Iran's top clerical body, the Guardian Council, reportedly approved the P5+1 nuclear deal agreed with six world powers on Wednesday, a day after it was approved by parliament.
The deal, which was agreed with the five UN Security Council members - namely the US, UK, France, China and Russia - plus Germany in July, will see Iran curb its nuclear ambitions in return for the lifting of international sanctions that have crippled the country’s economy.
According to Iranian media, the council did not find the bill to limit its nuclear activity, dubbed the Joint Comprehensive Plan of Action (JCPOA), "to be against religious law and the constitution," thus paving the way for it to become law.
Before being passed on to the Guardian Council, the bill was passed in a public session held by the parliament in Tehran on Tuesday with 161 votes in favour to 59 votes against, and 13 abstentions.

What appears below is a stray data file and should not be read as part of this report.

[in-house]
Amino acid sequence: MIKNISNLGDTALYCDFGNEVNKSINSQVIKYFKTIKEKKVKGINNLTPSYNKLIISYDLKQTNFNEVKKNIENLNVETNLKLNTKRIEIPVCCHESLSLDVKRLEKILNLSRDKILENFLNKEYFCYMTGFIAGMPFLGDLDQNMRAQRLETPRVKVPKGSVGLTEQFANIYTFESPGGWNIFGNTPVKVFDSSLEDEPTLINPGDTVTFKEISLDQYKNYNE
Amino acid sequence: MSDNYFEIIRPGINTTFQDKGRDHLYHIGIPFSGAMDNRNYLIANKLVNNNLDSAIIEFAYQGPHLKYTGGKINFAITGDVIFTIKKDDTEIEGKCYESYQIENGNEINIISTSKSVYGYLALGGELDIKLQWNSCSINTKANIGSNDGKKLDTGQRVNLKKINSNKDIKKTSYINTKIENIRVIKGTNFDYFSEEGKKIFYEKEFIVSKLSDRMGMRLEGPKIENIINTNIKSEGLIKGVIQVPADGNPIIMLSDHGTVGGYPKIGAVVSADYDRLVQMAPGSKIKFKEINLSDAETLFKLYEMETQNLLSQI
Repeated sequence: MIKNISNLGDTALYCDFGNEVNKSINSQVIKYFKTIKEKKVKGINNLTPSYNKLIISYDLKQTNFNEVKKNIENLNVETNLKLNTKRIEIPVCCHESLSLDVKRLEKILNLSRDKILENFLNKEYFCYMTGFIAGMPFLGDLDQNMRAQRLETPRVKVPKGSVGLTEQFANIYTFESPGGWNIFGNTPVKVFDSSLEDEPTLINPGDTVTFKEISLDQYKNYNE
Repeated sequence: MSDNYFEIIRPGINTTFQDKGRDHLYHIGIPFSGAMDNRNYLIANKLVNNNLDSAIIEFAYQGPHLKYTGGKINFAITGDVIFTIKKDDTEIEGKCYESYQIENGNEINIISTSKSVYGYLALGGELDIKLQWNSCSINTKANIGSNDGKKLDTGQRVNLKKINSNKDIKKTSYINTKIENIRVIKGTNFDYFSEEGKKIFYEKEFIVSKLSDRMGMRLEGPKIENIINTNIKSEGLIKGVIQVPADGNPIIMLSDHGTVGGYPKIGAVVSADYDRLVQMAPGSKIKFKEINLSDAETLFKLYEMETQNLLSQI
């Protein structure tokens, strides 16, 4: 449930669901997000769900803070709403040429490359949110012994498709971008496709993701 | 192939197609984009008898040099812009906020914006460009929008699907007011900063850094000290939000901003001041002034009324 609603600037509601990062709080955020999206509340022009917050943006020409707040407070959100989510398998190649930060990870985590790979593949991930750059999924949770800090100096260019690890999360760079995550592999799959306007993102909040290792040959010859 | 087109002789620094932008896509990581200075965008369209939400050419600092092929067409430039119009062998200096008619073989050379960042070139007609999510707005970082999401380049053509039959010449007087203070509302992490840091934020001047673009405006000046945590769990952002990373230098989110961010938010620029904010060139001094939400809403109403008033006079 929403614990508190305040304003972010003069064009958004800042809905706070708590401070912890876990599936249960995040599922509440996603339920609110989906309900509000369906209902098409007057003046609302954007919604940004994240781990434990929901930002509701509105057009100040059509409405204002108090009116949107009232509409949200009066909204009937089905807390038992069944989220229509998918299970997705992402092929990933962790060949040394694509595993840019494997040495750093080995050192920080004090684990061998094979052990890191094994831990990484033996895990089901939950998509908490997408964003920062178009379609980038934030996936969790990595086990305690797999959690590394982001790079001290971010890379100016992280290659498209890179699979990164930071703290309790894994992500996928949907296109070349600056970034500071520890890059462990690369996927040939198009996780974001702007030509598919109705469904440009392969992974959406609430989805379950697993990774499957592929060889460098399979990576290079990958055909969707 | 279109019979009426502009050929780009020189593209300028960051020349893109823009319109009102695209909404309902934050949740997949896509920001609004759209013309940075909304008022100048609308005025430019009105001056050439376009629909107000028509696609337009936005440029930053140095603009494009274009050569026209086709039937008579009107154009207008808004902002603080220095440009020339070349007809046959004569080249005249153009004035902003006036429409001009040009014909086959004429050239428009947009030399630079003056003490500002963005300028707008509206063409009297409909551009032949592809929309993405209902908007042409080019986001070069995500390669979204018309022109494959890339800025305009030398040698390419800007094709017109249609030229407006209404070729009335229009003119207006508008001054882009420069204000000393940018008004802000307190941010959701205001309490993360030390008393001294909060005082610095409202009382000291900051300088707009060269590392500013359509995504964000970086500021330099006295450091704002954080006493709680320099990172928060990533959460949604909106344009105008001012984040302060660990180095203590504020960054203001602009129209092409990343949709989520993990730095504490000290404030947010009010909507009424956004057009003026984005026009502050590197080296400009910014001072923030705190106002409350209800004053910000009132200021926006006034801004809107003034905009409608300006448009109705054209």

However, the passed bill in parliamentary session insists that international inspections of Iranian military sites should always remain largely restricted.
Any foreign inspection should be approved by a top Iranian security body, meaning that complications or disagreements could still hinder the process in the future.
In theory, the deal should give the UN’s International Atomic Energy Agency (IAEA) extra authority in its attempts to inspect sites and centrifuges in question, a condition previously rejected by Tehran.
Iran also accepted a "snapback" plan that will restore the pulled back sanctions in 65 days, if the country violates the deal agreed with six world powers to curb the country's nuclear programme.